On going to boys first and asking them about a D&D group: “Readers beware: If he doesn’t already have a crush on you, this will most likely seal the deal.”

On walking into a gaming store: “Walking in there is also a great self esteem boost. You’ll feel like the homecoming queen in the middle of an A/V club meeting.”

The only word I have for both those lines and many others like them is nope. So much nope.

Regardless of its flaws, Confessions of a Part-Time Sorceress has one powerful thing going for it: When I finished the last page, I felt an itch to finding a new gaming group so I can play D&D again.

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Comments

  1. Brandi says:

    Thanks for featuring my photo!

  2. Simon says:

    “While it would be challenging to write a book that appeals to all women, an attempt to do so would feel more welcoming than narrowing the field to one personality type.”

    As she’s a girly-girl she’s presumably just writing what she knows, for a like-minded audience. Tech-nerd girls (for instance) presumably don’t need this book, anyway, since they’ll already be au fait with the relevant culture. Reminds me a bit of how nerd girls hate ‘Twilight’ but it’s not really aimed at them.

    • Simon says:

      Oh, I hope the book includes some discrete advice to girly-girls on how to fit in with geeks (esp female geeks) and not annoy them. It can actually be an issue and I’d worry that Mazzanoble is maybe not terribly introspective and this may not have occurred to her as a possible problem. Geeks are pretty welcoming as a rule, but can be very sensitive to any whiff of “Naturally I am better than you, feel honoured I condescend to play your game”.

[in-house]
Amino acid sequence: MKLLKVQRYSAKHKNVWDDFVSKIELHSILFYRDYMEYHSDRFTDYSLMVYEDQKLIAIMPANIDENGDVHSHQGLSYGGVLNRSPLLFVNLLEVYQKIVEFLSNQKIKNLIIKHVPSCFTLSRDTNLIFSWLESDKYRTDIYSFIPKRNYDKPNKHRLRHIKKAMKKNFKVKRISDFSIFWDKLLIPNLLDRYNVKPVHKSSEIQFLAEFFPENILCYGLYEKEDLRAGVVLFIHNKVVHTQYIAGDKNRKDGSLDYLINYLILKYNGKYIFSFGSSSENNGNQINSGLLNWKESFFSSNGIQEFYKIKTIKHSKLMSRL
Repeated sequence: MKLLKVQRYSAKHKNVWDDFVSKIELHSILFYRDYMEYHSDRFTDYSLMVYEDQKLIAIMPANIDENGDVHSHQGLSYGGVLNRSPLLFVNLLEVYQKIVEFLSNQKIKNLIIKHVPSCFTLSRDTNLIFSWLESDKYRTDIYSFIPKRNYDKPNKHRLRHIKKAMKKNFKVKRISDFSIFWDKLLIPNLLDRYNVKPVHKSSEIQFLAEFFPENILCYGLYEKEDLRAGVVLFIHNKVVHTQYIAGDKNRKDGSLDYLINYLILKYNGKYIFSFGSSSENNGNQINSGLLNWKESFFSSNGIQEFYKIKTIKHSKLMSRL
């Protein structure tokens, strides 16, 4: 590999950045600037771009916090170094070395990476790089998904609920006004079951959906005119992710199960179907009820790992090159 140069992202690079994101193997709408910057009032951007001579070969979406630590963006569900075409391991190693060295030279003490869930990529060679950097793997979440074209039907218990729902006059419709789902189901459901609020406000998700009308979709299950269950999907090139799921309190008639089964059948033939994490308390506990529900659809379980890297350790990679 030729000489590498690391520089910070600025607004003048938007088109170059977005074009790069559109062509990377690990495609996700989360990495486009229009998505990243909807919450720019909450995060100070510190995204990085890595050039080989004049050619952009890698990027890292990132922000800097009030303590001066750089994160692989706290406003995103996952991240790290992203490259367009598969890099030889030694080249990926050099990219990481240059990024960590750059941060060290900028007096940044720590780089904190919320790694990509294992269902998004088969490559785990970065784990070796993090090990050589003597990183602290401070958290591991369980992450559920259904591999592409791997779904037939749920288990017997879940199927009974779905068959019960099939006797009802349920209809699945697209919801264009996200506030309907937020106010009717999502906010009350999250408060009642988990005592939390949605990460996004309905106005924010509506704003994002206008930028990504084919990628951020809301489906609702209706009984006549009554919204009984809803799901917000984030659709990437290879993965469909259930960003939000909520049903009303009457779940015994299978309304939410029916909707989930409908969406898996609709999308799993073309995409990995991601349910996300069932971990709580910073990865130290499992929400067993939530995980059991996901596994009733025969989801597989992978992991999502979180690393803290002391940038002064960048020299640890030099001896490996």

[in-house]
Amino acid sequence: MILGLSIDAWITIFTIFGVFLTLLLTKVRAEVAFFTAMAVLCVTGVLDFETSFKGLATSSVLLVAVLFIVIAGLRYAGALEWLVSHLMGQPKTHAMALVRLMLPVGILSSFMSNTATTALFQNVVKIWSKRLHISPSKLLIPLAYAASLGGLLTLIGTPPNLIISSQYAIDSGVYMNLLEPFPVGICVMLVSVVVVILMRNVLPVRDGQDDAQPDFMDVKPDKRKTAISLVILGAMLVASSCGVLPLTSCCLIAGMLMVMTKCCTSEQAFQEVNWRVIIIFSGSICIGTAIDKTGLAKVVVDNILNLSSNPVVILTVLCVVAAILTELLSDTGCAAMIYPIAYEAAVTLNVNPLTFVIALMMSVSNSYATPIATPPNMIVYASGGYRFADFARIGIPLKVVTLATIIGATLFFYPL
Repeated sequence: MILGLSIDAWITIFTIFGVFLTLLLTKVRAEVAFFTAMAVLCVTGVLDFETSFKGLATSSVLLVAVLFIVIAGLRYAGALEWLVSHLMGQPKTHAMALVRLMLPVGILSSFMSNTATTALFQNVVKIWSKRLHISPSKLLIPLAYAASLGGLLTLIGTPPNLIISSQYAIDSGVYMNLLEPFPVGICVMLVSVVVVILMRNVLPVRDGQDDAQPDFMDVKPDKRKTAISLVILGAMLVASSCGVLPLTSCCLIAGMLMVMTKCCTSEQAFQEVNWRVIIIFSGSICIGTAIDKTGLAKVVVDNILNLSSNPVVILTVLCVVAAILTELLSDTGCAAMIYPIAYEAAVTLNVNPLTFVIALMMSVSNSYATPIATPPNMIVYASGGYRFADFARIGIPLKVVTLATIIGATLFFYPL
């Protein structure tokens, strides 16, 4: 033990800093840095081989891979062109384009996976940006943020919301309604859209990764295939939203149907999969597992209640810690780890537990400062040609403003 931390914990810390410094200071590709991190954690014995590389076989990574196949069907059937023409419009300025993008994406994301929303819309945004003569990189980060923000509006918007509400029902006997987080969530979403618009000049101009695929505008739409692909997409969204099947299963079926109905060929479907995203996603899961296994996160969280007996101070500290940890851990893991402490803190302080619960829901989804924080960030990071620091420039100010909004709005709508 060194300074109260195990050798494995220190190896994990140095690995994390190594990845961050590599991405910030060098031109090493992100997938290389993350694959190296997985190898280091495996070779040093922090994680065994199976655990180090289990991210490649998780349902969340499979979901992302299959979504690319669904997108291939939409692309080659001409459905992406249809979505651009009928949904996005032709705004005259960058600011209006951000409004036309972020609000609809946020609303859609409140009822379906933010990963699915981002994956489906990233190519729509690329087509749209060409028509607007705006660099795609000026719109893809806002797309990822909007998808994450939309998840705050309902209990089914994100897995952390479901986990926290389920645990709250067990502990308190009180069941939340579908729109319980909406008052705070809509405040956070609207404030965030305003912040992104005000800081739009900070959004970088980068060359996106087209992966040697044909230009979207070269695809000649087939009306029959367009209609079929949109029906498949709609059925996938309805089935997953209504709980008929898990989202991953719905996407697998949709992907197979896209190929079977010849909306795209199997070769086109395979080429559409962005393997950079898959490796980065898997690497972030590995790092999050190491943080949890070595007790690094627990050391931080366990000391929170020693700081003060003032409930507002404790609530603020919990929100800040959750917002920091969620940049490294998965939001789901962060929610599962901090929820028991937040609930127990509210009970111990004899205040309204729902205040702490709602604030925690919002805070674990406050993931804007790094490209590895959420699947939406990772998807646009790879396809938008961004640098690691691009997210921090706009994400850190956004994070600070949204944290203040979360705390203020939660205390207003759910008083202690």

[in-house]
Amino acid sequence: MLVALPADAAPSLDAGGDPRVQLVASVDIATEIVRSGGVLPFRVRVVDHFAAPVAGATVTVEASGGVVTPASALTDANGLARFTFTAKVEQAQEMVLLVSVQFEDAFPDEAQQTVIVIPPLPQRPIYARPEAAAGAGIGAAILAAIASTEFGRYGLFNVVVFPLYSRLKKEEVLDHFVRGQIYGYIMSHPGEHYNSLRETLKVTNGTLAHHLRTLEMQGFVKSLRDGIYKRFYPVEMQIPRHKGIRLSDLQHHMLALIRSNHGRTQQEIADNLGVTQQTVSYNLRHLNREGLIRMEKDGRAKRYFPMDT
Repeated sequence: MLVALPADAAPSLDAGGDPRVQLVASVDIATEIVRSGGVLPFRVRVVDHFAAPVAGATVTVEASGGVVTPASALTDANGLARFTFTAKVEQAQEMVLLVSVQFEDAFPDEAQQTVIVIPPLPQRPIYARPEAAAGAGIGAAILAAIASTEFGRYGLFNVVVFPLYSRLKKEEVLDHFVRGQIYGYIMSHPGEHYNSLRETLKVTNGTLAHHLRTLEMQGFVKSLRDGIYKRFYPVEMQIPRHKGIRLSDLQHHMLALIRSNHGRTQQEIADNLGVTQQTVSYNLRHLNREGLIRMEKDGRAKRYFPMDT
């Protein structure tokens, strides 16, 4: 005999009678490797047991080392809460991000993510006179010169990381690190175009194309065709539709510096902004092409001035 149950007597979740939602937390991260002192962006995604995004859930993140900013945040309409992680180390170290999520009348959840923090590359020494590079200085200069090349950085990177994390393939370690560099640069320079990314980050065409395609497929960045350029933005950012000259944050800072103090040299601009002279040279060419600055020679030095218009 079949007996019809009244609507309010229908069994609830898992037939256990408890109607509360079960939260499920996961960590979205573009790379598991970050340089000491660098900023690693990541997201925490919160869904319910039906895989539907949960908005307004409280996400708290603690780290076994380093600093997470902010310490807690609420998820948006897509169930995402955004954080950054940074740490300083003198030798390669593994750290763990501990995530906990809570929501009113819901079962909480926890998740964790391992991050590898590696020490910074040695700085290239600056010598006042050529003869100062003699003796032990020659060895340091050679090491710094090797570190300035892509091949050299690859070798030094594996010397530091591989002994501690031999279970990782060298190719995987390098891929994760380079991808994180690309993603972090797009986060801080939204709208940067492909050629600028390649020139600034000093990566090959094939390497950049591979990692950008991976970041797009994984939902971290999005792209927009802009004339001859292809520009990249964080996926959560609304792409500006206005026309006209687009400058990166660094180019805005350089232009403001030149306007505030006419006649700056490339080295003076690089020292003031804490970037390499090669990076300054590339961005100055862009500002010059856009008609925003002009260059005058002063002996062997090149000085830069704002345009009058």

3. Did they republish the book?  I remember getting this for an ex-girlfriend over 5 years ago! 

    It’s a great book!

  4. Chris Cox says:

    She’s reaching out to a certain demographic… A demographic that is often mocked, criticized and regarded with general disdain among many who “game”. Is it plausible… You’re not mad at Mazzanoble?… you’re angry and perhaps afraid that “Suzy homecoming queen” may soon be injecting herself into “your” game?… “your” thing? The helpless cheerleader who dates the handsome jock from a wealthy family now wants to sit at the same table as kids who may not have been in the “in” crowd… kids who felt socially rejected by Cheer-girl and her ilk… and now she wants to splash pink glitter all over your basement card table. Might THIS be the very thing that has so many rpg enthusiasts so worked up? (I’ve been rolling d20 since ’82, Greyhawk and Forgotten Realms.)

    • Alyssa says:

      The author of this review acknowledges that the book is reaching out to a certain demographic and that many of those lines are jokes. She also points out that those jokes may alienate other audiences — a valid criticism. Moreover, this article never says that there’s nothing wrong with the “girly girl” stereotype learning DnD; she has an issue with enforcing a false stereotype.
      There’s not need to insult the reviewer. Please be civil.

    • Not at all, I love pink glitter! The jokes just came across as alienating to me.